42% have seen staff leave due to lack of mental health support

25% of employers have seen valued staff leave their jobs due to lack of mental health support

Just under half (42%) of employers have experienced an employee leaving their organisation because they felt their mental wellbeing was not being cared for, according to research by Benenden Health.

Its survey of 1,008 UK non-furloughed employees, and 1,003 business owners and directors also found that a quarter (25%) of respondents have seen a key member of staff leave the organisation for this reason. In addition, 55% of staff would seek a new job if their mental wellbeing was not being supported by their employer, increasing to 78% among employees aged 18-24, compared to 42% among those aged 45-54 and 38% of over 55s.

Furthermore, over half (57%) of employees said that it would increase the likelihood of them joining a new organisation if it had a supportive mental wellbeing policy. Just under half (46%) of employees said their job had become more stressful in the last two years.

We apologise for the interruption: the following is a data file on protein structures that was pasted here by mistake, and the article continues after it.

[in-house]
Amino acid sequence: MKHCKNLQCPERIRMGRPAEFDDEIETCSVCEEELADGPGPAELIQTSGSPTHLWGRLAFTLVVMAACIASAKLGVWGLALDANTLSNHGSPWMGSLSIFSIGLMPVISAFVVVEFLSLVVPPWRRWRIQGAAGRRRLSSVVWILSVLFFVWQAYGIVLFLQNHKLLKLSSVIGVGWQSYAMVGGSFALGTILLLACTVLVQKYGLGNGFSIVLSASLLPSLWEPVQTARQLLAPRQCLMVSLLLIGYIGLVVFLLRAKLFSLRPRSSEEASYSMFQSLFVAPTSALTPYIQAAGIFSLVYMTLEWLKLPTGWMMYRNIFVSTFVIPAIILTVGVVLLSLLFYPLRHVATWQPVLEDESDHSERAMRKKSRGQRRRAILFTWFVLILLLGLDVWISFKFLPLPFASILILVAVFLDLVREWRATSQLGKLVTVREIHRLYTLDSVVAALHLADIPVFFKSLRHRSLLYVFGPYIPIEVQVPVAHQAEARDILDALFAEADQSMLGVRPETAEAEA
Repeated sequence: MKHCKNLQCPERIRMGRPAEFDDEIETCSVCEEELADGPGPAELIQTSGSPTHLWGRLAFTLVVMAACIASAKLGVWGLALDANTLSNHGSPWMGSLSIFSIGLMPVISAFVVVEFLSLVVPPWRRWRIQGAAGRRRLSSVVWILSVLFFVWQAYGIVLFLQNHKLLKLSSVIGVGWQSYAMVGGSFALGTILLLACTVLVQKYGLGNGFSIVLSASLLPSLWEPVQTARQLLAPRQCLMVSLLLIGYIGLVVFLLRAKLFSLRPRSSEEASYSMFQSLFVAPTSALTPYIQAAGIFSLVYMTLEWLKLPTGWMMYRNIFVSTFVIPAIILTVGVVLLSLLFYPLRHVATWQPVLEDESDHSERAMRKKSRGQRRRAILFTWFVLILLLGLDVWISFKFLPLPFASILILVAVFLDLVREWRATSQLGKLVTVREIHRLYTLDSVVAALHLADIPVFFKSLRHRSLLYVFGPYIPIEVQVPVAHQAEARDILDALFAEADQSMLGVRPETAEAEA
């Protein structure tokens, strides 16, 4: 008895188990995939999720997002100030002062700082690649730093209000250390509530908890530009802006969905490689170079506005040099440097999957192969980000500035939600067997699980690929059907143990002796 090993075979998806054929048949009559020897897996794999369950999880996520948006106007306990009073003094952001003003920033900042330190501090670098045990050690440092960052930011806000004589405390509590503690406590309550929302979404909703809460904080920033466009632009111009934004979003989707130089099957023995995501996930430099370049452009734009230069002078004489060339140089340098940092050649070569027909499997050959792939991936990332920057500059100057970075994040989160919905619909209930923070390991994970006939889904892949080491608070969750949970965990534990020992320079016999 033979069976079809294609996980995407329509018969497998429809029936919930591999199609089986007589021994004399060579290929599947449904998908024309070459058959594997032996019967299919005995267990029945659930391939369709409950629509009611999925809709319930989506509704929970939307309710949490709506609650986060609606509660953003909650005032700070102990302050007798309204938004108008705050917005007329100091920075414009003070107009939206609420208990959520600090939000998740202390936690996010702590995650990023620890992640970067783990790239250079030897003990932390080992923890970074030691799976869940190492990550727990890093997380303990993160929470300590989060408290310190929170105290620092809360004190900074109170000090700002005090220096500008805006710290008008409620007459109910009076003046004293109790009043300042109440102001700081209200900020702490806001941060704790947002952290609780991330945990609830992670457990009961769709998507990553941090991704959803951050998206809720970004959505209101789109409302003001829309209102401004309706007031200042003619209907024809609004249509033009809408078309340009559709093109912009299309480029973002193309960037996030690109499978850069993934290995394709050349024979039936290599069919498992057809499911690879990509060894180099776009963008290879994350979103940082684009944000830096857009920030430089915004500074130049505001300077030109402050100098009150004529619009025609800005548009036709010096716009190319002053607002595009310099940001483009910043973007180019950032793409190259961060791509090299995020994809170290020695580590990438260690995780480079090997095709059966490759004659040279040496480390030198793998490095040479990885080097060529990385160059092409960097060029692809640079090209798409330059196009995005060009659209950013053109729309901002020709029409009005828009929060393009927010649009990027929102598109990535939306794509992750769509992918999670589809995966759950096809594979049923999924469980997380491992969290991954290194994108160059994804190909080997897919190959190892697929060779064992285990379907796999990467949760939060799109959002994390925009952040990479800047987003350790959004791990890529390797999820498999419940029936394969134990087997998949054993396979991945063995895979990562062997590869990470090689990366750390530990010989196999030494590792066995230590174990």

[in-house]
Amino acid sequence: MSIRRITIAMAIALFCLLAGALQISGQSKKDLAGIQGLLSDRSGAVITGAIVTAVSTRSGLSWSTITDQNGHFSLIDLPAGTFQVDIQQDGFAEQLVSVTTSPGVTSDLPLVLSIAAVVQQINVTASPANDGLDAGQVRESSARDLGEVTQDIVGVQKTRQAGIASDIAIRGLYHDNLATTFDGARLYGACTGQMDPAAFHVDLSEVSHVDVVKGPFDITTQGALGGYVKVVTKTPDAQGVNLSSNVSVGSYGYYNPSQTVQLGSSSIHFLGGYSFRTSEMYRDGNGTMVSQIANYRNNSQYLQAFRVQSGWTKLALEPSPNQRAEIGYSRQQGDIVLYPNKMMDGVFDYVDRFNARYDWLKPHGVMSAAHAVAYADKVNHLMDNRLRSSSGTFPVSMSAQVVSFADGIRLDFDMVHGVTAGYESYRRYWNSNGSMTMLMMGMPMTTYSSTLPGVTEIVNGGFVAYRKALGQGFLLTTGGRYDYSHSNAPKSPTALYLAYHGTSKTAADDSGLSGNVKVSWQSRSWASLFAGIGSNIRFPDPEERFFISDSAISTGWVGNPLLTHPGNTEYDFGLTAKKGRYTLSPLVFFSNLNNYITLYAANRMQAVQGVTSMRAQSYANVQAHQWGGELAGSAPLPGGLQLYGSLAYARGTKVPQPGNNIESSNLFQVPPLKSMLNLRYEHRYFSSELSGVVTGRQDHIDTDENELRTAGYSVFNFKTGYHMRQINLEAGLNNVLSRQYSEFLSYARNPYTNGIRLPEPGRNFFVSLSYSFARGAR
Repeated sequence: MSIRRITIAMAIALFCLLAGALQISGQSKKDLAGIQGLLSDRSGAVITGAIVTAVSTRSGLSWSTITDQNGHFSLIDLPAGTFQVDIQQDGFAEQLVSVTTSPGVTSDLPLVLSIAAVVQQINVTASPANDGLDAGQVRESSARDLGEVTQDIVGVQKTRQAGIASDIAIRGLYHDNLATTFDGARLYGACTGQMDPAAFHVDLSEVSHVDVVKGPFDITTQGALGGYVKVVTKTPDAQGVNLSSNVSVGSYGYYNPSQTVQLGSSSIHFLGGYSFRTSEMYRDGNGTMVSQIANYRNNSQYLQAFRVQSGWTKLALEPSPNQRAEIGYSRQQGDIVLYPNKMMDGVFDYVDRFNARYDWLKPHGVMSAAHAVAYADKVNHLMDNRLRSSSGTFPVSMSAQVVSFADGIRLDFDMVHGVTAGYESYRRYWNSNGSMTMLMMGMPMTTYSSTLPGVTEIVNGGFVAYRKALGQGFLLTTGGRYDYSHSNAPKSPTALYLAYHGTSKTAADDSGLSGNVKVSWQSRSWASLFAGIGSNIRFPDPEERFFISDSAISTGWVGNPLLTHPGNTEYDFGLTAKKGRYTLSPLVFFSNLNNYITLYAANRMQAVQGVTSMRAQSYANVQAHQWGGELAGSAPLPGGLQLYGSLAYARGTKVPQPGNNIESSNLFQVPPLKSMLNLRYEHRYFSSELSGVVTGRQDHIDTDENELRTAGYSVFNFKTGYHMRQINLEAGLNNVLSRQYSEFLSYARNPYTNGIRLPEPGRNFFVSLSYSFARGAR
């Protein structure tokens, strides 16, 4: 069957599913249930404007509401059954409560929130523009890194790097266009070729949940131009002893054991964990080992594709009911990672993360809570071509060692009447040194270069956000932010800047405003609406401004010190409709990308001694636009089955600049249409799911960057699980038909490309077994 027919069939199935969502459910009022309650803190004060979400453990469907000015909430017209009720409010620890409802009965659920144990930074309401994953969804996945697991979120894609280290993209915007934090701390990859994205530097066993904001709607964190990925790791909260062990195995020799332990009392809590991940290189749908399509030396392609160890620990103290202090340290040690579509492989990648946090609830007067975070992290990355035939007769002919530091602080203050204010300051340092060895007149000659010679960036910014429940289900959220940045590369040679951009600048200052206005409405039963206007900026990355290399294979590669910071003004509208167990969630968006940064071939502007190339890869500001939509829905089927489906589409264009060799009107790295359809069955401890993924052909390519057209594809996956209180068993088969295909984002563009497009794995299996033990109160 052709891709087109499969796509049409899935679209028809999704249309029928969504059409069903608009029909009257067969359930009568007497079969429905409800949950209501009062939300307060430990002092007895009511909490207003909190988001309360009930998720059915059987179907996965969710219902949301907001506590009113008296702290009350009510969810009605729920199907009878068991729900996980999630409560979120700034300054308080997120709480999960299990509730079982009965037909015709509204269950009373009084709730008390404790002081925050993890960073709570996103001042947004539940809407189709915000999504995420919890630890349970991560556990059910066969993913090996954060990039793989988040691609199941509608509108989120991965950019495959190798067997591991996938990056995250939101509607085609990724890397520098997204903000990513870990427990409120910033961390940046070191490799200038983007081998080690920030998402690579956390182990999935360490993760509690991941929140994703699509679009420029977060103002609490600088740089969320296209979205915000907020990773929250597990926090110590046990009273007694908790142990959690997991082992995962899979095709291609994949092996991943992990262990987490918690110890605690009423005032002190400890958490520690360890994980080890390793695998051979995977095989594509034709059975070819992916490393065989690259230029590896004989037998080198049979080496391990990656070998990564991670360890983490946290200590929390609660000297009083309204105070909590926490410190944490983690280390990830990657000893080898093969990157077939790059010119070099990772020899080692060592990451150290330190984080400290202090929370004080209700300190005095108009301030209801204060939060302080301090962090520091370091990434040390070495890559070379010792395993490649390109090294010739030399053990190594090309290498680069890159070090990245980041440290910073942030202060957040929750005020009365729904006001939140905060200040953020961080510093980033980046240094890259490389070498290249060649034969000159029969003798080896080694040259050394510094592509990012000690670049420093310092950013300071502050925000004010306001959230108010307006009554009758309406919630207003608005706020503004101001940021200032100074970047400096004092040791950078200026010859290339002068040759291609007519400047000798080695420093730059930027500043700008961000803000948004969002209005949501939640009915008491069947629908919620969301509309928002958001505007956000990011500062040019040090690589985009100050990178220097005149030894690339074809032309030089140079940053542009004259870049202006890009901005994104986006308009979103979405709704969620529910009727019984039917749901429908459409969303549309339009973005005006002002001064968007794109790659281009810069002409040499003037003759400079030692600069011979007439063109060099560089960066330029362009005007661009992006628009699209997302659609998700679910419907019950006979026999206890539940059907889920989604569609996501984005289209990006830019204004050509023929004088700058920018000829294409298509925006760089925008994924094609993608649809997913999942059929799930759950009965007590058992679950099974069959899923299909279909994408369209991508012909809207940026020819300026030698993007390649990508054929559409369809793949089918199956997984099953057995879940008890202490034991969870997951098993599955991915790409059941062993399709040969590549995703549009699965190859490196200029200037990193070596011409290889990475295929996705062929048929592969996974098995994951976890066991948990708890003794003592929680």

One-third (36%) of employees believe that mental wellbeing is a priority for their employer, although 58% of employer respondents said that they genuinely care about the mental wellbeing of staff. Despite this, just 53% of organisations have asked their staff what they would like to see in terms of mental wellbeing support.

When employee respondents were asked what mental wellbeing support they would value the most, 46% said they would value free counselling, 45% would appreciate mental health sick leave, 41% would like regular reviews of workload, and 35% said they would value a confidential mental wellbeing helpline.

Bob Andrews, chief executive at Benenden Health, said: “It is concerning that employers have reported losing good staff due to poor mental wellbeing provision, something that employees clearly consider important and which could be creating a perfect storm for UK organisations.

“The data highlights a missed opportunity for employers to listen to their staff and promote good mental wellbeing within their organisation, as this can have a real positive effect not only on the health of employees but also on absence rates, productivity, recruitment and retention.

“Organisations that do not take an interest in strengthening their mental wellbeing provision also risk missing the opportunity to access a talent pool that would be loyal to an employer that prioritises positive mental wellbeing.

“It is important that employers do not just talk the talk when it comes to mental wellbeing, but also put things into practice to support their staff.”